Winter PoemsBy Kathleen M. Tenpas (Kathleen)
January 2, 2014
(Editor's Note: This article was originally published on February 6, 2009. Your comments are welcome, but please be aware that authors of previously published articles may not be able to promptly respond to new questions or comments.)
to the north
and dried leaves left
on the little maple
rattle with the chill.
Bright days and crisp nights
lead us to the solstice
and promises of flurries
decorate our minds.
Crack the Whip
snow comes, turns to rain
goes over to snow
the jet stream
crack the whip
clothe the evening sky
quilted by small flights
of late season geese,
new snow hangs heavy
in the cedar break
and small birds
stitch down the drifts
under willow and pear tree.
December settles into itself
heavy on atmosphere, and unapologetic.
Our world is busy disappearing into a snow storm,
house and barn become ships in a white sea.
A gust takes us far from where we know
we still ride the sweep of the west wind
on an anchor of inland hill.
In this moment
we taste the wildness.
The house becomes my skin,
I shrug from room to room
a chameleon slipping
one color aside for the next.
Losing track of where I started,
looking for lost notebooks
finding scraps of poems
leggy and straggling like seedlings
yearning for the sun,
I pause for a moment
to consider them
but move on, restless
as a caged cat, hungry
for wilderness and winter stars.
The calligraphy of tree shadows
across morning snow
tells old stories, new each day.
washes over us
ebb and flow
of rising temperatures
a week and a half
of false hopes
disappearing in ribbons
of snow, rippling out
in a bitter north wind.
The moon, one night from full
and a hand of clouds amid the stars
holds the night,
calling the girl I was,
standing by a frozen pond
lay a path across the snow.
My axe broke ice
and slid it out,
the moon dazzled in dark water
and the heifers moved around me
hesitant to drink the glimmer.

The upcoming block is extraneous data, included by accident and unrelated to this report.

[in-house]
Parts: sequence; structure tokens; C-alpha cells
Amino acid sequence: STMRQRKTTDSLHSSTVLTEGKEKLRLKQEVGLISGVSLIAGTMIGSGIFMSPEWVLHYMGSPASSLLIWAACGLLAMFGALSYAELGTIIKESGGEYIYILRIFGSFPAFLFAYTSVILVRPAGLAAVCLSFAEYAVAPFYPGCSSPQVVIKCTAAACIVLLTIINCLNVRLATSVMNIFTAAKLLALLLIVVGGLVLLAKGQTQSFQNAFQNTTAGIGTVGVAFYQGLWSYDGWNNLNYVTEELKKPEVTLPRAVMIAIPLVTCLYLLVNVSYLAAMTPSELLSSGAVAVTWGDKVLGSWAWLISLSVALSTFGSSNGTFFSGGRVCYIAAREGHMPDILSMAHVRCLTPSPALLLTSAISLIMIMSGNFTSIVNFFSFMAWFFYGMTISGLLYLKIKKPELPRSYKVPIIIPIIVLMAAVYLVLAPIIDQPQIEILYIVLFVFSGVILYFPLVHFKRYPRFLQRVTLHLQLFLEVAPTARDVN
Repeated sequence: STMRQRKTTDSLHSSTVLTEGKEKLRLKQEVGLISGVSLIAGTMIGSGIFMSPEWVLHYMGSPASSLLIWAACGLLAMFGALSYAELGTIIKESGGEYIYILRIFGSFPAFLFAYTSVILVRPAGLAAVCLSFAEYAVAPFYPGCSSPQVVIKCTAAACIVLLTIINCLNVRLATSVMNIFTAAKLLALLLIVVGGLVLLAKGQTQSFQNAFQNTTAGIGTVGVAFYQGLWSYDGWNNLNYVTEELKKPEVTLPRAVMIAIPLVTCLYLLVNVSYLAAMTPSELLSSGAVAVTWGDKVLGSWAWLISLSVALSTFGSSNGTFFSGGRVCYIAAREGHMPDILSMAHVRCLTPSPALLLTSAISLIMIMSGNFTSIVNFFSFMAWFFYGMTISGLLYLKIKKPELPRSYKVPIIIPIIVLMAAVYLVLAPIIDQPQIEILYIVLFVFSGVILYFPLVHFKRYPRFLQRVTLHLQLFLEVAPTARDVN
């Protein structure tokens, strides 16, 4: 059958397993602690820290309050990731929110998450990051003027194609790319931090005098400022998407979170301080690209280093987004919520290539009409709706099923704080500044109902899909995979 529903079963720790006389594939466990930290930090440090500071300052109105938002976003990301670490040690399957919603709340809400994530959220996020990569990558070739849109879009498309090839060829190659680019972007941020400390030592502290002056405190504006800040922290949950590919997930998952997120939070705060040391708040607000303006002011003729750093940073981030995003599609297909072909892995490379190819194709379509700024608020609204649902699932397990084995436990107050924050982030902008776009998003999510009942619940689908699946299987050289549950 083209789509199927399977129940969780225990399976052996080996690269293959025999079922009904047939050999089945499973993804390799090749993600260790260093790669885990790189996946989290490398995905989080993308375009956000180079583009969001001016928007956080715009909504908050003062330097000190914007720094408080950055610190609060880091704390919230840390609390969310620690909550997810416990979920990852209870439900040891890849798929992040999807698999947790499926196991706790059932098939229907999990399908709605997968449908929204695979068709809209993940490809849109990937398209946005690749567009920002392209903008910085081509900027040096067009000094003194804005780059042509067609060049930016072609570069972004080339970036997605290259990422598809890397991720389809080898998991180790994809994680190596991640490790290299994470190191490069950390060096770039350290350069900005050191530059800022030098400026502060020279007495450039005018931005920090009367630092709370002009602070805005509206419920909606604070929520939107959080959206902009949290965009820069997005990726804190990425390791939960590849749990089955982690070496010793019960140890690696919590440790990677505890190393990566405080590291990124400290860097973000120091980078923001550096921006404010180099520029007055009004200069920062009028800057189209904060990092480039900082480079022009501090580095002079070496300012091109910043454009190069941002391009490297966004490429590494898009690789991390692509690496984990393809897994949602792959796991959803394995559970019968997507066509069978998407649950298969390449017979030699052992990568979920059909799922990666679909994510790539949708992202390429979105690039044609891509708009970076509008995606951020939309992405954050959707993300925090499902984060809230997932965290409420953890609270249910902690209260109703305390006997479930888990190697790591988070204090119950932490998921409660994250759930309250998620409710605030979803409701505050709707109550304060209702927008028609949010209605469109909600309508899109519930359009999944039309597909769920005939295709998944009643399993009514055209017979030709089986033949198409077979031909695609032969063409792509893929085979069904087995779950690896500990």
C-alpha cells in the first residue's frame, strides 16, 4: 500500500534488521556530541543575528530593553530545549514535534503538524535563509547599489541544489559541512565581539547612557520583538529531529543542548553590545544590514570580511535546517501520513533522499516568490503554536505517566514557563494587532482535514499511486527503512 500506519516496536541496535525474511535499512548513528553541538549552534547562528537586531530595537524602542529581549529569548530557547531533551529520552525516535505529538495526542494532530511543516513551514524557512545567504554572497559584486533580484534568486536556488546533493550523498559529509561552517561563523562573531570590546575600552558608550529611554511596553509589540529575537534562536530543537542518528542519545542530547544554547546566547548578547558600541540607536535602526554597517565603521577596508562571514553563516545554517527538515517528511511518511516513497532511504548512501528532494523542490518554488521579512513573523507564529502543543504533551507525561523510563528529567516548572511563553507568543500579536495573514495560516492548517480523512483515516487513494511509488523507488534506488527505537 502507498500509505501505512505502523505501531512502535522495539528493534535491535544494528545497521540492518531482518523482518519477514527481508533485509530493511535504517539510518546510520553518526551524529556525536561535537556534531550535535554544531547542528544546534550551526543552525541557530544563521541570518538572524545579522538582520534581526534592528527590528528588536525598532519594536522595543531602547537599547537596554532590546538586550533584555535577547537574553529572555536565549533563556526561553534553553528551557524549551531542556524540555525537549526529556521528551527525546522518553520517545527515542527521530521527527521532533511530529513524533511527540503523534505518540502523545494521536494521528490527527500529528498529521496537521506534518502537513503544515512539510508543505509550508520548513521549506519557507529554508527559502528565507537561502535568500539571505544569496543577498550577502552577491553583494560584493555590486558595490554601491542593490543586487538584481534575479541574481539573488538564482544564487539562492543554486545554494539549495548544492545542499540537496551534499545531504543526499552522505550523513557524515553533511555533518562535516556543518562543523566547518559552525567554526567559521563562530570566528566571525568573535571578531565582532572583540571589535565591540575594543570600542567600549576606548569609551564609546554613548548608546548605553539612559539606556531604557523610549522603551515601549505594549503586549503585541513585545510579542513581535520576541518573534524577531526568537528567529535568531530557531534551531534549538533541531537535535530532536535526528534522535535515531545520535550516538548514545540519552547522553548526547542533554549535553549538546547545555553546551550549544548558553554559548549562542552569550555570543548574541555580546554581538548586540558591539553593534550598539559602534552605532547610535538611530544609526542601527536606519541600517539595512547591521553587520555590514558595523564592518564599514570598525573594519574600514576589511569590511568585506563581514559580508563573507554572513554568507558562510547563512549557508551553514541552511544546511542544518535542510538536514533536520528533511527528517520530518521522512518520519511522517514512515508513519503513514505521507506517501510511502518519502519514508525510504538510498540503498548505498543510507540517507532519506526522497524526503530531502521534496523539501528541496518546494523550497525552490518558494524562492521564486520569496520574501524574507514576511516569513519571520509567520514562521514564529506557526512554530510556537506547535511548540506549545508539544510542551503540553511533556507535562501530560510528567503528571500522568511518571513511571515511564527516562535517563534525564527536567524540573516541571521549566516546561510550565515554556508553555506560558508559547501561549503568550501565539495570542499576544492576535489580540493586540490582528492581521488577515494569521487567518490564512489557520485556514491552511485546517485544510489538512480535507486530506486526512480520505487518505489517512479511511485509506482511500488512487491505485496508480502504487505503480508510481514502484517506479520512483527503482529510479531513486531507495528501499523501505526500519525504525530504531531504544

I watched the moon,
yearned to drop the axe
and walk the gleaming path.
Tonight, I stand
behind window glass,
feel the cold that called me then
knot my joints, and send me shivering
away from the path
still waiting on the snow.
calls from the dogwood
then the sourwood and back
wonders why I’m so late abed,
sun rising in a mist of ice
the farm a crystal bowl.
It is winter, and I eat like a bird
a small bird, say a chickadee who eats
her weight each day, fluttering in absurd
antics to get at the feeder, to beat
the jays and doves, grab a beak full and split.
She perches on a pear branch, ruffles up,
chatters about the unfairness of it,
flits back in. Watching, I fill my teacup
amble to the cracker keeper with those
ancient freshness crystals my grandmother
trusted to keep the staleness out and close
the crispness in like a hidden treasure.
With a mouthful of crumbs, I remember
my childhood. It didn’t work then, either
Yesterday, the golden crescent of an old moon
woke me, bright above the horizon
an hour before the sun,
but while I looked for it today,
thinking I should catch its gleam
just before sun up, it wasn’t there,
losing itself instead in the brightness
of February’s icy flare.
For two days now, it will ride the day
leaving the chill stars to glitter
brighter in their ways, as winter stars
are wont, and we will wait
for it to choose first dusk, then dark.
All poems copyrighted property of Kathleen M. Tenpas and used with permission
All photos property of Kathleen M. Tenpas and used with permission